Vienna was the destination for Dell's EMEA Solutions Conference this year, and the city played host to an event very much overshadowed by announcements made just weeks before.
During the opening keynote speeches, references were sparse and only passing to the EMC/VMware deal which of course was not far from the thoughts of every journalist, partner and analyst in attendance.
But with an appearance from the Texan tech tycoon himself, Michael Dell, rhetoric throughout the event was around a bold and ambitious future for the vendor.
Here are CRN's top five takeaways from the event.
1: Dominance in x86 and client
Michael Collins, general manager of EMEA emerging markets, addressed the crowd of over 500 partners yesterday and laid out the company's ambitions to be a leader in the hardware space.
"We genuinely have an ambition to get into a leadership position in both client and x86 [server market]," Collins said.
His comments were echoed by Aongus Hegarty, Dell's EMEA president, who said the vendor is "narrowing the gap" on HP, the current leader of the server market.
Hegarty claimed Dell should catch up to HP's server leadership within the next two years.
2: 2015 has been a ‘challenging' year for the IT channel
Hegarty said that given background tech factors and exchange rates, this year has been a tough year for much of the IT market.
"I think it's been a challenging year on a market level [with] tech and tech spend," he said. "We have been taking significant market share, so we have offset the fact the market hasn't been that strong.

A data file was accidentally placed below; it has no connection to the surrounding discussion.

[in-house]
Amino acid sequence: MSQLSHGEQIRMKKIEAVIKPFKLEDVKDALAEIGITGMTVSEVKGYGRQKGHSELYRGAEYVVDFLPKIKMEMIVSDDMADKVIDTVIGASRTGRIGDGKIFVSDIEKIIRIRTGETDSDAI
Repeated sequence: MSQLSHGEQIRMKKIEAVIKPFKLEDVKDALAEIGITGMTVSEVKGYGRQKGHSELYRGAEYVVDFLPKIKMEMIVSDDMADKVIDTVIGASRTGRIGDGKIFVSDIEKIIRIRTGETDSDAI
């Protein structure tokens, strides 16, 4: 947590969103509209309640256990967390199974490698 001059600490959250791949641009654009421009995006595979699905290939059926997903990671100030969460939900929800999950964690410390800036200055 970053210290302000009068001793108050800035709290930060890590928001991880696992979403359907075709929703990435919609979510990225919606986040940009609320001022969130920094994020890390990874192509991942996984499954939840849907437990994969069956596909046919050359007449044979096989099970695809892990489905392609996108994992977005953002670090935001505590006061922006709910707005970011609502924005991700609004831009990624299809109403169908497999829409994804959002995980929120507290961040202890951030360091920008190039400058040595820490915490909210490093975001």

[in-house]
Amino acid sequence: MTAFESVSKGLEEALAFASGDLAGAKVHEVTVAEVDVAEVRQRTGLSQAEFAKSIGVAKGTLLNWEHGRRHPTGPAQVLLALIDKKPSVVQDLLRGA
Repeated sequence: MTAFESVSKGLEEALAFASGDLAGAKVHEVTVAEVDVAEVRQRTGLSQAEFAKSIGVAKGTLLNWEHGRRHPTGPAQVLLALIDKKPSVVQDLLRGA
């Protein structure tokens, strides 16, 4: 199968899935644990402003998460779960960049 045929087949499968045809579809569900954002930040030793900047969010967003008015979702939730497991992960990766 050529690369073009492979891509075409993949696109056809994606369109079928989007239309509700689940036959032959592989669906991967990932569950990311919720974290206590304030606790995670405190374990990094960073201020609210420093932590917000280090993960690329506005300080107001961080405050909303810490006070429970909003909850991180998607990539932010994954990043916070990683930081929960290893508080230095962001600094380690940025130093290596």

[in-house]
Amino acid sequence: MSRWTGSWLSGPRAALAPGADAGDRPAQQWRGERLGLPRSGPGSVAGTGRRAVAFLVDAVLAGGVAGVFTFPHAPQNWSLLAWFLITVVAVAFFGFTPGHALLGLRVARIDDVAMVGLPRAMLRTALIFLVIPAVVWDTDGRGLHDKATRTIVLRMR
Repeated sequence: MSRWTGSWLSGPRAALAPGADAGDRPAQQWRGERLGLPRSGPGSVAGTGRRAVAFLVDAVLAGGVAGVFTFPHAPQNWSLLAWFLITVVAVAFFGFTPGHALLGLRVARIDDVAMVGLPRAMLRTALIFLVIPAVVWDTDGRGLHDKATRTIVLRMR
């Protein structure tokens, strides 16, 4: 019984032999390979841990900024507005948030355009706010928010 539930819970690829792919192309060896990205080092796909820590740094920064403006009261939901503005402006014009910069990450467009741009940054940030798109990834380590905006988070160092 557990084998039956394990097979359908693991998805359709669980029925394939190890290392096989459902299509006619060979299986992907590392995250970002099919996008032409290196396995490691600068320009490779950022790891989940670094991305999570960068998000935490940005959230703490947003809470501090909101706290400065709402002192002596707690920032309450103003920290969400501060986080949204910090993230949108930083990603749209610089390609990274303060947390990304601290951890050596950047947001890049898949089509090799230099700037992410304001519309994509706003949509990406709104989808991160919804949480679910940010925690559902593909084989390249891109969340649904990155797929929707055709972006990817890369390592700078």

"I think the economic background hasn't been bad. I think the challenge has been more around technology refresh and compares. Some people look at this year compared to last year; PC refresh cycle, Windows 2003 server refresh, the compares there are more challenging. Then when you also take currency from a dollar perspective, in the cost of technology, they are two very specific [factors] to our industry."
But Hegarty was optimistic about market conditions for the coming year. He said with energy costs going down, interest rates staying low and many of Europe's economies picking up, that "business confidence is lifting".
3: The channel must embrace new IT trends
Michael Dell said that for resellers to succeed in today's environment, they need to embrace current developments in the IT industry.
"Having been around this for a long time, the successful channel companies that have evolved into leaders today have been the ones that have understood that the world keeps changing," he said.
"I think of the IT of tomorrow as the areas where partners are going to have to focus their attention on."
The areas that Dell highlighted were hybrid cloud, software-defined datacentre, security, digital transformation, mobility and hyper-converged infrastructure.
"Our industry has always been an innovate or die, change or die business, and we are obviously leaning very heavily into innovation," he added.
4: Dell wants to dominate tomorrow
Dell was also bold about the company's overall ambitions for the future, claiming the EMC deal was driven out of a desire to be a "leader in the IT of tomorrow".
"What is this all about?" he said when referring to the EMC deal. "If you think of the four big pillars of IT today, you have server, storage, virtualisation and PC. Our new company will be an absolute leader in all four of those."
5: SMB is a focus moving forward
Hegarty said that the SMB market has been one that Dell has made a concerted push into in recent months, and this will be a continued focus moving forward.
"It [SMB] has been [a focus], and I would say [there is] an accelerated focus around that," he said.
He also claimed that Dell has added 10,000 partners across western Europe over the last 12 months, and this has been particularly around the SMB space.
"With those 10,000 partners I mentioned, many of them have been acquired and became Dell partners through our distributors," he said. "And that is clearly in the SM and SMB space."
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